Ethical and Social Issues in M&As
Mergers and acquisitions (M&As) have drawn considerable negative press over the past few decades. People like Michael Milken (Bruck, 1988; Stewart, 1991; Kornbluth, 1992; Stein, 1992) made more than $500 million in a single year during the 1980s by financing them with non-investment-grade (junk) bonds. Milken, along with Ivan Boesky (Boesky, 1985; Bruck, 1988; Stewart, 1991), Martin Siegel (Stewart, 1991), Dennis Levine (Frantz, 1987; Bruck, 1988; Stewart, 1991; Hoffer and Levine, 1992), and several other Wall Street moguls went to prison as a result of some of their activities. Others were arrested and had their careers ruined as a result, although no charges were ever filed (Crovitz, 1990; McGee and Block, 1990). Yet, supporters of Milken (Fischel, 1995; Gilder, 2000) are quick to point out that his activities caused capital to become more productive, leading to much of the economic growth that has taken place since the 1980s.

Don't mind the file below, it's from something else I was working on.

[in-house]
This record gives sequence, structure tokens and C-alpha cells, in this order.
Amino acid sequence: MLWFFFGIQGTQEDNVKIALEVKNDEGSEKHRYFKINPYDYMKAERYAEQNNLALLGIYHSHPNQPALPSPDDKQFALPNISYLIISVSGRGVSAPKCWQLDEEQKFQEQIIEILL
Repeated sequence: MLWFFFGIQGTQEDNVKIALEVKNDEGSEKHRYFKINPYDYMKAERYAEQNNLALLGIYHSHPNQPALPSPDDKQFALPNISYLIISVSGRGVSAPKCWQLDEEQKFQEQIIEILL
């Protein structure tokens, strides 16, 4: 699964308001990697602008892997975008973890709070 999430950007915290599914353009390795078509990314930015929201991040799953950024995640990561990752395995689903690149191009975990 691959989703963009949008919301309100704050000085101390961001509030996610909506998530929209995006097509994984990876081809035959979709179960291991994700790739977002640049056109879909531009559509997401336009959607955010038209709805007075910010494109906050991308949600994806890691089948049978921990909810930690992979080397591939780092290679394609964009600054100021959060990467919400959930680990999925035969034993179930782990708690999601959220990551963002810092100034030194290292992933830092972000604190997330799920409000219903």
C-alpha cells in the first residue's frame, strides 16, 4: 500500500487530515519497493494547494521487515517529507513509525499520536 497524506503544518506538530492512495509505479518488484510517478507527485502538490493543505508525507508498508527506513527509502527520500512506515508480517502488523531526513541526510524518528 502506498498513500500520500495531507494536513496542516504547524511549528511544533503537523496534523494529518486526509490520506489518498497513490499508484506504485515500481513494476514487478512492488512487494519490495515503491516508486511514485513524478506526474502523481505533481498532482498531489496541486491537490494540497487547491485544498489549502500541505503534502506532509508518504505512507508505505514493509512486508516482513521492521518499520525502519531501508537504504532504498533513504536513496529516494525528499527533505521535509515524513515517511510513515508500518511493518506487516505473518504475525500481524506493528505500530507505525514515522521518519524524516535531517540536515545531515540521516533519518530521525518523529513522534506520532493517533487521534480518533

The purpose of this chapter is to examine ethical and social issues in M&As. The remainder of the chapter has the following organization. The next section provides a discussion of ethical ground rules and focuses on utilitarian ethics and rights-based ethics. The discussion then turns to ethical issues that can be applied to M&As. Such topics as poison pills, greenmail, golden parachutes, and ...